On the other hand, most fancy goldfish tend to max out at around 6 inches, so you could theoretically keep up to 12 in the same sized tank. Of course, these figures assume that you want to max out your stocking density, which is generally not recommended since goldfish are such messy eaters. In fact, opting to house a single goldfish in a tank can also be a good idea since it will give your fish plenty of room to grow.

Another important thing to remember is that the immunity of species differs, which means that some are more resistant to diseases than others. For example, fancy goldfish are known to be more disease-prone than common goldfish, so you’ll need to take extra care if you decide to keep them.

Tank Shape

Another thing that you need to consider is the shape of your tank. Believe it or not, the tank’s shape can affect how many fish you can keep in a tank. The difference between a 30-gallon tank that is rectangular and a 40-gallon tank that is hexagonal is significant.

With a rectangle-shaped tank, the length of the tank is much longer than the width. This means that there is more fishable surface area in a rectangular tank than there is in something like a bubble-shaped tank. Common tanks are shaped like the former for a reason – rectangle tanks offer more space for swimming, which is important since goldfish are such active swimmers.

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Custom-shaped tanks can also be a good option for goldfish, as long as you opt for fish tank shapes that offer a lot of swimming space. For example, a bowfront design makes a suitable tank because it provides deeper water depths in the center of the tank while still offering plenty of space for swimming. You can also find corner fish tanks that are specifically designed to make the most of limited space – this is a good sign of a suitable tank for your fish!


Nothing makes water bad for fish like poor filtration. In fact, one of the most common mistakes that people make when stocking their tanks is not taking filtration into account. You’re practically asking for trouble when you combine a limited tank space with polluted water.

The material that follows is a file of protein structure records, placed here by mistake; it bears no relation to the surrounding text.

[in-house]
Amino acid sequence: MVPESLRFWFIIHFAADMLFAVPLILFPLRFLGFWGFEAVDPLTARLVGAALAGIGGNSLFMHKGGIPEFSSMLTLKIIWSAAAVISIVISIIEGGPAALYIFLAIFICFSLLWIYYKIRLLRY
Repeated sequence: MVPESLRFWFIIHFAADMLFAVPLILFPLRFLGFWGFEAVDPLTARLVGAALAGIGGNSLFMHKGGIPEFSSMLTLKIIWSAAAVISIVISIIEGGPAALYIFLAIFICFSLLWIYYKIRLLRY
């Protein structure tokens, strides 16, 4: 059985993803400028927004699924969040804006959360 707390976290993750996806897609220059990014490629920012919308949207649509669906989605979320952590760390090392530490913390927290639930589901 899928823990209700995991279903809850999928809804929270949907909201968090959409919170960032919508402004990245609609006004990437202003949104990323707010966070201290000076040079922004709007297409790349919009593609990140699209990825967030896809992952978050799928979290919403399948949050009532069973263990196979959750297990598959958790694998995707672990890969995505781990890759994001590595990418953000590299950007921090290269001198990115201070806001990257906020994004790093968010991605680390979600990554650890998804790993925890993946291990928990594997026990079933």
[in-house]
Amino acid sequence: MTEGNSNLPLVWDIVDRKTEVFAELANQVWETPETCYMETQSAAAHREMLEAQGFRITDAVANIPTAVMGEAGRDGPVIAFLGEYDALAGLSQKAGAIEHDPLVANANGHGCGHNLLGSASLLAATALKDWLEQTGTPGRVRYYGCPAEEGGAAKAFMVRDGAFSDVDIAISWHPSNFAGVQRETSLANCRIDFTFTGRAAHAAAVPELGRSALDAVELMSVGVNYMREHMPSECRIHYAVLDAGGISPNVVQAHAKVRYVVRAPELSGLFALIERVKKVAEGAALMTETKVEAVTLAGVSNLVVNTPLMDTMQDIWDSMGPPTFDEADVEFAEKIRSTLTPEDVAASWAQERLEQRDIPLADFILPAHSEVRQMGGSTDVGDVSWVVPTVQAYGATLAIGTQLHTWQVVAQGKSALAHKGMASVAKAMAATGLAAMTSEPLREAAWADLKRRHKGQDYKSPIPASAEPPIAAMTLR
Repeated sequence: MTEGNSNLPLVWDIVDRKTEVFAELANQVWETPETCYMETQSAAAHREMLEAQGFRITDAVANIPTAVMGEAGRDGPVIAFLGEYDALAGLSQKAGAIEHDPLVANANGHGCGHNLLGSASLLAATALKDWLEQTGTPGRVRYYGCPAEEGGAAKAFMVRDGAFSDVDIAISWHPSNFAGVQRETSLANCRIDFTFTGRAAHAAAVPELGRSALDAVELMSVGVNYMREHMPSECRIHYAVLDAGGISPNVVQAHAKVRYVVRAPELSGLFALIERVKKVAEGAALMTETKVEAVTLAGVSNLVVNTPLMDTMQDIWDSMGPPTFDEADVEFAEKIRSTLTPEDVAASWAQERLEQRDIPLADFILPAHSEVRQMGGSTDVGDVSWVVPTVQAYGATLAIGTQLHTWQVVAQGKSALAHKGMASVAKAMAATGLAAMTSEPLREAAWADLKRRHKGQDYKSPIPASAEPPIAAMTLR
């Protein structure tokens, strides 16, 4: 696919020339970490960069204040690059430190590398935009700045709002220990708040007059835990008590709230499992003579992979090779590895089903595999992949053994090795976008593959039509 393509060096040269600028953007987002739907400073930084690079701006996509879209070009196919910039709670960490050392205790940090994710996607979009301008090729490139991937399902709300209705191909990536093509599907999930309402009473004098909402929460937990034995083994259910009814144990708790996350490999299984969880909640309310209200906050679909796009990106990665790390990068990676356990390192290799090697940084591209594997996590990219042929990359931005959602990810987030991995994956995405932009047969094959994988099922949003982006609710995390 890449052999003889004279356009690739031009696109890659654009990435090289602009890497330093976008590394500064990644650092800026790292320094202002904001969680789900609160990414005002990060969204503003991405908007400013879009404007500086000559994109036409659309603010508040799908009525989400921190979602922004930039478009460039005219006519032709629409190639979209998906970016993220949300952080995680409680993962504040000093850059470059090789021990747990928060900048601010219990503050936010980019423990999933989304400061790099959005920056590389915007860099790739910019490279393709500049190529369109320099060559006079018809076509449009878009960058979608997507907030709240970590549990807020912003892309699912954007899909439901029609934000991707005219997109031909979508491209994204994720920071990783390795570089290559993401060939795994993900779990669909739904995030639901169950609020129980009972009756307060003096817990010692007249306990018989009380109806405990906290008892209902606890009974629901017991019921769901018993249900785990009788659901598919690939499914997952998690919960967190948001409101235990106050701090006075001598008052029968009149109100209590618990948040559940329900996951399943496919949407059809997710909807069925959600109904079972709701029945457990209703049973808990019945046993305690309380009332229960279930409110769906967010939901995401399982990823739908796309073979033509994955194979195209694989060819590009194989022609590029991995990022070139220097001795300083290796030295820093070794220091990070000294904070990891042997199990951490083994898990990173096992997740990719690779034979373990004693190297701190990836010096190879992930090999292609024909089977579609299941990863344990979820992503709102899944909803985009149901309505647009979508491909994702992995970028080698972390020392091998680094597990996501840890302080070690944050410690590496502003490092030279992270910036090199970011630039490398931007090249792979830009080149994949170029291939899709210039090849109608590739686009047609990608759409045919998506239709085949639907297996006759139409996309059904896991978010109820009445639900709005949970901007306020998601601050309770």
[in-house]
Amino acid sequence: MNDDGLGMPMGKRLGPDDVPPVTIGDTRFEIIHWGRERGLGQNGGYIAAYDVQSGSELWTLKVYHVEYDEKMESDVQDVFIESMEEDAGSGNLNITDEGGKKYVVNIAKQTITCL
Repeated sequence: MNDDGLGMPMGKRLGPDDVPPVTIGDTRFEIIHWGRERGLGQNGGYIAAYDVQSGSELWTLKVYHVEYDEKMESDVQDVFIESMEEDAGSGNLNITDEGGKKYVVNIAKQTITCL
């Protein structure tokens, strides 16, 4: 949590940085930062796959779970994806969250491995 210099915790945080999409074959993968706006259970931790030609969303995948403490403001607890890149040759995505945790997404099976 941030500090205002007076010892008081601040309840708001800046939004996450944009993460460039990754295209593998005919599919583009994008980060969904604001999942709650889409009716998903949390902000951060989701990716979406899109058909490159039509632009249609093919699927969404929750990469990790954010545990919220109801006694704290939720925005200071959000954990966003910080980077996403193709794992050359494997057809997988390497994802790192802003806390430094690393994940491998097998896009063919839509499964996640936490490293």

Any tank with goldfish should have a filter that can turn over at least 4 times the tank’s volume per hour. So, for a 75-gallon tank, you would need a filter that can turn over at least 300 gallons per hour. It’s also a good idea to have a backup filter on hand, especially if you own one of several types of tanks that are known to be difficult to filter.

Overstocking a tank can also lead to ammonia and nitrite spikes, which can be lethal to fish. If you’re not sure whether your tank is overstocked, it’s always better to err on the side of caution and get a larger filter. 

What Happens When You Overstock A Tank?

So we’ve talked about how overstocking a tank can be detrimental to the health of your fish, but what exactly happens when you put too many fish in a tank? Here are some of the most common problems that can arise:

Illness and Disease

One of the most common problems that arise from overstocking a tank is illness and disease. When you have too many fish in a tank, the water becomes polluted more quickly, which can lead to a number of health problems for your fish. This includes severe conditions such as hole-in-the-head disease.

In addition, the build-up of waste can also lead to ammonia and nitrite spikes, which can be lethal to fish.